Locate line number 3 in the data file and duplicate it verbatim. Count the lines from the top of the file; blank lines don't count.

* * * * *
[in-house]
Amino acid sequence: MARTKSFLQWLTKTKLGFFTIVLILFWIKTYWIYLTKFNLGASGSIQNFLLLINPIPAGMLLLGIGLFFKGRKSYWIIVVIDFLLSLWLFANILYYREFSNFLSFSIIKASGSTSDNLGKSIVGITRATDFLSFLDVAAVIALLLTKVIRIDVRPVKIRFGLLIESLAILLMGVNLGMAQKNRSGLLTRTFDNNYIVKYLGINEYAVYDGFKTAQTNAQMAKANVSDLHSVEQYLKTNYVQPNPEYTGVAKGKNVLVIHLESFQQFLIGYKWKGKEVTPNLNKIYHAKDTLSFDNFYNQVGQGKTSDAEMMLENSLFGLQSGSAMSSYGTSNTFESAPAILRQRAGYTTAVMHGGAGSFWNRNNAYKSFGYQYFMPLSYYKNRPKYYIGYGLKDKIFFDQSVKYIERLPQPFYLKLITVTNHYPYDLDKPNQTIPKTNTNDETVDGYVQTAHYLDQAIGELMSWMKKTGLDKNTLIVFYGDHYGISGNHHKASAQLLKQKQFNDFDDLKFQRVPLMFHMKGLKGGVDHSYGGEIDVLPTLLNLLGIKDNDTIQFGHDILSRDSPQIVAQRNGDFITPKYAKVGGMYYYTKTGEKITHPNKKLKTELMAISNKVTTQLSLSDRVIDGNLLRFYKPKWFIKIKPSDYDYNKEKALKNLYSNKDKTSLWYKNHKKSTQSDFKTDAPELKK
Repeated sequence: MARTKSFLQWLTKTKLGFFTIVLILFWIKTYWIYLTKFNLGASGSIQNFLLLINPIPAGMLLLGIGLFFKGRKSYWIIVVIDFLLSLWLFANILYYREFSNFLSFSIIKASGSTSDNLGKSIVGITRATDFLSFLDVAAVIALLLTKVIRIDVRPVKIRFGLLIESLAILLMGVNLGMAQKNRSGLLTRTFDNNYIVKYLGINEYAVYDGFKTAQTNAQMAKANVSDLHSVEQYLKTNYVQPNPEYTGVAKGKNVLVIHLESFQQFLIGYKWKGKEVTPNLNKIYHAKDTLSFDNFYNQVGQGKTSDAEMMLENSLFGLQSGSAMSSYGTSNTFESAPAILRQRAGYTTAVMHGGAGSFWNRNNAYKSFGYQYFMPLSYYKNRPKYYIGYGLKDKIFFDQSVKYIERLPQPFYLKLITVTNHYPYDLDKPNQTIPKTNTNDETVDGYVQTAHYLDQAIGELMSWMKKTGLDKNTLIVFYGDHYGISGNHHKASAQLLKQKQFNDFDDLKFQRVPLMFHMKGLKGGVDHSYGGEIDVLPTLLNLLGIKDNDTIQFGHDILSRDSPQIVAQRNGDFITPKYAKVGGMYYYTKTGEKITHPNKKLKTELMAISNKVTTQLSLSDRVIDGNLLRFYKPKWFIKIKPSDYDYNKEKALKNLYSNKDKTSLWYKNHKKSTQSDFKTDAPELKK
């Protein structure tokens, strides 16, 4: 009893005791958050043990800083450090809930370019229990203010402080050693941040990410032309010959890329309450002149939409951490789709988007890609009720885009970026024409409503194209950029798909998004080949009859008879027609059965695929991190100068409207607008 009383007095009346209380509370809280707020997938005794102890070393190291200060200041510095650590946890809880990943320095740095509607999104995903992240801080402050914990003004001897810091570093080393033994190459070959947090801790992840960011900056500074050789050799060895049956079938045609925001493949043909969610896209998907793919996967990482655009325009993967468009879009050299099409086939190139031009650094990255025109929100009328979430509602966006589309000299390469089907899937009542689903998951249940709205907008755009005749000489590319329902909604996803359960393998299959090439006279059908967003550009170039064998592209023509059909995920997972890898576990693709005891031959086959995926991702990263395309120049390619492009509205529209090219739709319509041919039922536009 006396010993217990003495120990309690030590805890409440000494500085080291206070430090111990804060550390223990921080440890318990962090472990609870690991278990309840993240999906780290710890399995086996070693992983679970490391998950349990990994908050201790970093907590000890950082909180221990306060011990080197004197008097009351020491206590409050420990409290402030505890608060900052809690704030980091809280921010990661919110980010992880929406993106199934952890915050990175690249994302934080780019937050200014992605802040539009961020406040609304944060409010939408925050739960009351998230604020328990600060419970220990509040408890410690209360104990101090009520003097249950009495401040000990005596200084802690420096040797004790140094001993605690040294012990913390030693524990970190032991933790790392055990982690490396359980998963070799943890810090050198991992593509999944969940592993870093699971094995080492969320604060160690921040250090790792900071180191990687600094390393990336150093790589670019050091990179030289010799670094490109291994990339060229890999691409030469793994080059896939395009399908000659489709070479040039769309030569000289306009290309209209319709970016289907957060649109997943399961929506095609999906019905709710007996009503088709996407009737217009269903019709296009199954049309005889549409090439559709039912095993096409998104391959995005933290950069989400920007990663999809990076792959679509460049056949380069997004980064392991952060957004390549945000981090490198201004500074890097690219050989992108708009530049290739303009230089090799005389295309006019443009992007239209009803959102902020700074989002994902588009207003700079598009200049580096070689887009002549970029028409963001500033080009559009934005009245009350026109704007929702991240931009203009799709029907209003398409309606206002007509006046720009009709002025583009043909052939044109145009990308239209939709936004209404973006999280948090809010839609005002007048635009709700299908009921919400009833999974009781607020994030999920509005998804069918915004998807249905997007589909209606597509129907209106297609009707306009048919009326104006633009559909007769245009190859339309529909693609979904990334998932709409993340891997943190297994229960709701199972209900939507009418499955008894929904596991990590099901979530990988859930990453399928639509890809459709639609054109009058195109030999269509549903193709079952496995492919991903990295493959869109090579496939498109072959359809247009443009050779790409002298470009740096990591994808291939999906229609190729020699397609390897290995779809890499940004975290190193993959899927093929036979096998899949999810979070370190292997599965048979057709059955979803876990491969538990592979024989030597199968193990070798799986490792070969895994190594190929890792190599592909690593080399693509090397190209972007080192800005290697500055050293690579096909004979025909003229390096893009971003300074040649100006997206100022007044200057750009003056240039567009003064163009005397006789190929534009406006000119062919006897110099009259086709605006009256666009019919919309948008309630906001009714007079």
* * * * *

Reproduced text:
Repeated sequence: MARTKSFLQWLTKTKLGFFTIVLILFWIKTYWIYLTKFNLGASGSIQNFLLLINPIPAGMLLLGIGLFFKGRKSYWIIVVIDFLLSLWLFANILYYREFSNFLSFSIIKASGSTSDNLGKSIVGITRATDFLSFLDVAAVIALLLTKVIRIDVRPVKIRFGLLIESLAILLMGVNLGMAQKNRSGLLTRTFDNNYIVKYLGINEYAVYDGFKTAQTNAQMAKANVSDLHSVEQYLKTNYVQPNPEYTGVAKGKNVLVIHLESFQQFLIGYKWKGKEVTPNLNKIYHAKDTLSFDNFYNQVGQGKTSDAEMMLENSLFGLQSGSAMSSYGTSNTFESAPAILRQRAGYTTAVMHGGAGSFWNRNNAYKSFGYQYFMPLSYYKNRPKYYIGYGLKDKIFFDQSVKYIERLPQPFYLKLITVTNHYPYDLDKPNQTIPKTNTNDETVDGYVQTAHYLDQAIGELMSWMKKTGLDKNTLIVFYGDHYGISGNHHKASAQLLKQKQFNDFDDLKFQRVPLMFHMKGLKGGVDHSYGGEIDVLPTLLNLLGIKDNDTIQFGHDILSRDSPQIVAQRNGDFITPKYAKVGGMYYYTKTGEKITHPNKKLKTELMAISNKVTTQLSLSDRVIDGNLLRFYKPKWFIKIKPSDYDYNKEKALKNLYSNKDKTSLWYKNHKKSTQSDFKTDAPELKK